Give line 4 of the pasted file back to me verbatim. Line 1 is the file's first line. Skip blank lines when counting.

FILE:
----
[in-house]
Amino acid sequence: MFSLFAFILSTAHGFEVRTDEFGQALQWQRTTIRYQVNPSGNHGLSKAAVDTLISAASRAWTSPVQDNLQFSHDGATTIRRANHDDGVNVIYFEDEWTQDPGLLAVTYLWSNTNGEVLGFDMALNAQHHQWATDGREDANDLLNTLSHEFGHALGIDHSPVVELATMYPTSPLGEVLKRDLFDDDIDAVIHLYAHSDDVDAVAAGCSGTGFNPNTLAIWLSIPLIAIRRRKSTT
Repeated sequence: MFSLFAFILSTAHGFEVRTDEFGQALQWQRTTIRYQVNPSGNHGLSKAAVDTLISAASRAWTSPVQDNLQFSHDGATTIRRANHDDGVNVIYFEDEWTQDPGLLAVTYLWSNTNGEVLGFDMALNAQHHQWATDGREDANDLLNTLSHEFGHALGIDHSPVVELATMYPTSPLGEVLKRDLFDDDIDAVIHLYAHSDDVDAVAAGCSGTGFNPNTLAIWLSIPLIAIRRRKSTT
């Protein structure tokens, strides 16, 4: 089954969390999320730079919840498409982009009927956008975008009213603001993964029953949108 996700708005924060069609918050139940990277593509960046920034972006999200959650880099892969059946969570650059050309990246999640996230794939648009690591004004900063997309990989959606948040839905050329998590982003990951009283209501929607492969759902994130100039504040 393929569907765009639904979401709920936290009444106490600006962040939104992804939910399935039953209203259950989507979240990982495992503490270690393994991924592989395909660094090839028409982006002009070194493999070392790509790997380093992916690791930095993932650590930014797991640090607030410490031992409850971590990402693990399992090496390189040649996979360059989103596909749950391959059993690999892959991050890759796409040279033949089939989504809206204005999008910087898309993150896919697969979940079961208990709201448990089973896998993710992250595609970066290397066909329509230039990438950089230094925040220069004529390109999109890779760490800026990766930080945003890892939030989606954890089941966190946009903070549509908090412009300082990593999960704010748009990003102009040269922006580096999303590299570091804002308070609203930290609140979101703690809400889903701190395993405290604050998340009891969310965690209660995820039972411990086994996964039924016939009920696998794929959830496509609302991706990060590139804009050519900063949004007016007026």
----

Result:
């Protein structure tokens, strides 16, 4: 089954969390999320730079919840498409982009009927956008975008009213603001993964029953949108 996700708005924060069609918050139940990277593509960046920034972006999200959650880099892969059946969570650059050309990246999640996230794939648009690591004004900063997309990989959606948040839905050329998590982003990951009283209501929607492969759902994130100039504040 393929569907765009639904979401709920936290009444106490600006962040939104992804939910399935039953209203259950989507979240990982495992503490270690393994991924592989395909660094090839028409982006002009070194493999070392790509790997380093992916690791930095993932650590930014797991640090607030410490031992409850971590990402693990399992090496390189040649996979360059989103596909749950391959059993690999892959991050890759796409040279033949089939989504809206204005999008910087898309993150896919697969979940079961208990709201448990089973896998993710992250595609970066290397066909329509230039990438950089230094925040220069004529390109999109890779760490800026990766930080945003890892939030989606954890089941966190946009903070549509908090412009300082990593999960704010748009990003102009040269922006580096999303590299570091804002308070609203930290609140979101703690809400889903701190395993405290604050998340009891969310965690209660995820039972411990086994996964039924016939009920696998794929959830496509609302991706990060590139804009050519900063949004007016007026």